Finding the shortest path from a source vertex to all other vertices in a graph!

I have sketched a proof of the correctness of Dijkstra's algorithm, using induction. Now I am looking to prove the "similar to Dijkstra's algorithm- the backwards algorithm"! It works by looking at the distance to the vertex closest from a source vertex, then the distance from those vertices ,.. and so on, until the shortest distance for all vertices has been found. My question is what is this algorithm called apart from "the backward algorithm". The only hint I have is that the Dijkstra's algorithm is called the forward algorithm.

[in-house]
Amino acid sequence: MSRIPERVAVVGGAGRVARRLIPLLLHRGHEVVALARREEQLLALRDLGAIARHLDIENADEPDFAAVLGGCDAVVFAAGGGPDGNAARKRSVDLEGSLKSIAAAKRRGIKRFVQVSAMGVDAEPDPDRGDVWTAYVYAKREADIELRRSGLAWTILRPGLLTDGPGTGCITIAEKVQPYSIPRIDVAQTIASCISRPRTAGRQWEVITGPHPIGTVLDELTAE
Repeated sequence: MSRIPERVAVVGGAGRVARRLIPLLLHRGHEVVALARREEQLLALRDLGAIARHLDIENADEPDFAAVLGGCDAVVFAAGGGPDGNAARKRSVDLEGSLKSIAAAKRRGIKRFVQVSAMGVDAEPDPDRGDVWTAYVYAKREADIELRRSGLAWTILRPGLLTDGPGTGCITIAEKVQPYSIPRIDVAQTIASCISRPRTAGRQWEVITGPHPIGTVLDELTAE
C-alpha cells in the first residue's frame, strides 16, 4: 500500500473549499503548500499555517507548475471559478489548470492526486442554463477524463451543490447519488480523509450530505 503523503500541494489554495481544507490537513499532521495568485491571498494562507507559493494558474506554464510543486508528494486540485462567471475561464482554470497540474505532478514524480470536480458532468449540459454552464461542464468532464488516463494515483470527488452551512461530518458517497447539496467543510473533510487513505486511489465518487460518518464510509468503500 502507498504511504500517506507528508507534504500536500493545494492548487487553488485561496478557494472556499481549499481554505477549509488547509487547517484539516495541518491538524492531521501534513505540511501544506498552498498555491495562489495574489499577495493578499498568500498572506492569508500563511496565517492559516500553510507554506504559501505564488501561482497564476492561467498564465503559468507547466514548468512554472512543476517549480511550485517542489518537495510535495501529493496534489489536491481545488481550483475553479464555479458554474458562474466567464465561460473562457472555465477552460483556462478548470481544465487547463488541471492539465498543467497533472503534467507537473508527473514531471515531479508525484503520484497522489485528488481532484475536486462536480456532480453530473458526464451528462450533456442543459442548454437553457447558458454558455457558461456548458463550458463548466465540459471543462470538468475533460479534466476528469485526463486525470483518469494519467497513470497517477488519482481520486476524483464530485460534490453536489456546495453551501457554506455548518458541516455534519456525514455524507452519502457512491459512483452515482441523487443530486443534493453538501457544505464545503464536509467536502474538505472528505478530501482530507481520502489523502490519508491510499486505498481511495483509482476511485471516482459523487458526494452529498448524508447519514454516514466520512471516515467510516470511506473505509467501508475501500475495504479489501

• $\begingroup$ Hi! Perhaps, you would find someone with a better answer than ours at cs.SE, the Computer Science portal, here at SE. :-) $\endgroup$ – Filippo De Bortoli May 15 '17 at 9:36
  • $\begingroup$ I don't fully understand what you mean by "backwards". What exactly is "backwards" here? Djikstras gives you the shortest path from a single point to all other points (single-source shortest path) $\endgroup$ – Siddharth Bhat May 15 '17 at 9:40
  • $\begingroup$ This is the problem, I have an algoritm- called the backward algorithm, but I don't know the proper name of it. It works similar to Dijkstra's, though it does not keep track of how many unchecked vertices remain, it just keep checking neighbouring vertices for distance- if it is a shorter distance to via some other the algorithm updates and move on. the distance $d(n):=min(d(n),d(w)+length(w,n))$ $\endgroup$ – S.n May 15 '17 at 10:04
  • 1
    $\begingroup$ Can it be called "Breadth first algorithm"? $\endgroup$ – S.n May 15 '17 at 10:39

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